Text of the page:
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A licensing error occurred while the client was attempting to connect. (Licensing timed out)

Applies To: Windows Server 2003, Windows Server 2003 R2, Windows Server 2003 with SP1, Windows Server 2003 with SP2

Cause

If you are using Internet Protocol security (IPsec) to help protect traffic over TCP between clients and terminal servers, then packet fragmentation might occur. As a result, some packets might not reach their destinations, and client connections to terminal servers might fail.

Solution

Configure IPsec to help protect traffic over UDP rather than over TCP, as described in Define IPSec Policies (http://go.microsoft.com/fwlink/?LinkID=48889).

Cause

If there is a firewall between the clients and terminal servers, packets might be fragmented due to the size of the maximum transmission unit (MTU) that can be transmitted over the network. As a result, the packet fragments might be dropped or received out of order.

Solution

Verify that the maximum transmission unit (MTU) that can be transmitted over the network is sufficient by running the ping command with the -f (don’t fragment) parameter as follows:

ping -l 1472 -f <Destination_IP_Address>

If the MTU is not sufficient, you can change the MTU on the router or you can configure the computers to use a smaller MTU by modifying the registry. You can configure the computers to use a smaller MTU by creating a new MTU registry key entry and setting the value to 576 (or a larger value if appropriate, if the MTU is larger) or by creating a new EnablePTMUDiscovery registry key entry and setting the value to 0. However, note that Windows Server 2003 And Windows 2000 TCP/IP use PMTU detection by default and query the NIC driver to determine the local MTU that is supported. Therefore, modifying the MTU parameter is generally not necessary and might result in reduced performance.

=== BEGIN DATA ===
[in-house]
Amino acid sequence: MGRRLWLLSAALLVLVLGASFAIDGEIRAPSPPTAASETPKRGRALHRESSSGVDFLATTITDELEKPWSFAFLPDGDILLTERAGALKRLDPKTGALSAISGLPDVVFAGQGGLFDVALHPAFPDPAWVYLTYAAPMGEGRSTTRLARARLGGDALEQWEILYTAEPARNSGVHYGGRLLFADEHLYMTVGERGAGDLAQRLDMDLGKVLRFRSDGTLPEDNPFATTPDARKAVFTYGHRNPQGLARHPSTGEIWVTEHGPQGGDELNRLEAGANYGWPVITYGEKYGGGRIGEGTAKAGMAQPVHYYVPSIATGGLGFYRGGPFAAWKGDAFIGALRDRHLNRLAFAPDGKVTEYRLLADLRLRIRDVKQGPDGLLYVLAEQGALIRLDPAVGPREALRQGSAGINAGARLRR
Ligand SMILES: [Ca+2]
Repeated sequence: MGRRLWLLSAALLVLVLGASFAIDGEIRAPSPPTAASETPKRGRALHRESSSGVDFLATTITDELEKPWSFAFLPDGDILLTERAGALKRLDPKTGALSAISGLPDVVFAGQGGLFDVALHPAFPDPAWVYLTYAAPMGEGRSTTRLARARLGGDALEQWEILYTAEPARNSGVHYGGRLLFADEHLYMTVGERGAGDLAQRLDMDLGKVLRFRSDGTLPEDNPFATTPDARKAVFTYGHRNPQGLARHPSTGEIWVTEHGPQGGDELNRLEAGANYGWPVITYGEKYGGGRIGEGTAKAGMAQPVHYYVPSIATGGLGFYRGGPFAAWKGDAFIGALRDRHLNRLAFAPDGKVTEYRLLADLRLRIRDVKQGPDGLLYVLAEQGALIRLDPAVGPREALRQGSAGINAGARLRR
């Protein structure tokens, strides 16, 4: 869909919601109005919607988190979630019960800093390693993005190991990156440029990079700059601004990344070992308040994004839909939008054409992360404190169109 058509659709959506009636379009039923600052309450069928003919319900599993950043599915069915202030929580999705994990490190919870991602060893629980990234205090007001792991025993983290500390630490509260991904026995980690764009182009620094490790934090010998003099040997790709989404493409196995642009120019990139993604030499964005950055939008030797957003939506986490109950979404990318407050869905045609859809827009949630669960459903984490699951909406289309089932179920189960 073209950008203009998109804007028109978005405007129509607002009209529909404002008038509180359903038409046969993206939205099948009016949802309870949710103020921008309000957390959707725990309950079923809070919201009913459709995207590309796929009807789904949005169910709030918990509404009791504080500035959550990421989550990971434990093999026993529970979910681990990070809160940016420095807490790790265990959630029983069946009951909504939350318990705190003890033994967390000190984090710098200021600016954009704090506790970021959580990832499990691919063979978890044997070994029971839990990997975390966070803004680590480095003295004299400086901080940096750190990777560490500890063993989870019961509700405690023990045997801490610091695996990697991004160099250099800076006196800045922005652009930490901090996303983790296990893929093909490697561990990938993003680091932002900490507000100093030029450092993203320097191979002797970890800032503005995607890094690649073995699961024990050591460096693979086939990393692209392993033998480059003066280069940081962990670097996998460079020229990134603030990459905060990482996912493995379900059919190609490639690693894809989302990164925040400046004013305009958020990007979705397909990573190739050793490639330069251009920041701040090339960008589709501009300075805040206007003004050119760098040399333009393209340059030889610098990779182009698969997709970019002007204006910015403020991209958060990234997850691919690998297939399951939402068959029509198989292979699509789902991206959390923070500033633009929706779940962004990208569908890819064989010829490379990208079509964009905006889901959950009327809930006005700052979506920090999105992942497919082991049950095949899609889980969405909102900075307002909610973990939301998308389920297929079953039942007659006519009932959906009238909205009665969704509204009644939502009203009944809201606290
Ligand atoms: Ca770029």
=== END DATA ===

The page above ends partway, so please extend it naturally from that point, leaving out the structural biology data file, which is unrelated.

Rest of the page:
CautionCaution
Incorrectly editing the registry may severely damage your system. Before making changes to the registry, you should back up any valued data on the computer.

Create a new MTU registry key and set it to 576 (or a larger value)
  1. Open Registry Editor. To open Registry Editor, click Start, click Run, type regedit, and then click OK.

  2. Locate, and then click, the following key in the registry: HKEY_LOCAL_MACHINE\System\CurrentControlSet\Services\Tcpip\Parameters\Interfaces\<Interface_GUID>

  3. Create a new DWORD registry entry called MTU.

  4. Set the value to 576 (or a larger value, if appropriate).

Create an EnablePMTUDiscovery registry key and set it to 0
  1. Open Registry Editor. To open Registry Editor, click Start, click Run, type regedit, and then click OK.

  2. Locate, and then click, the following key in the registry: HKEY_LOCAL_MACHINE\System\CurrentControlSet\Services\Tcpip\Parameters

  3. Create a new DWORD registry entry called EnablePMTUDiscovery.

  4. Set the value to 0.

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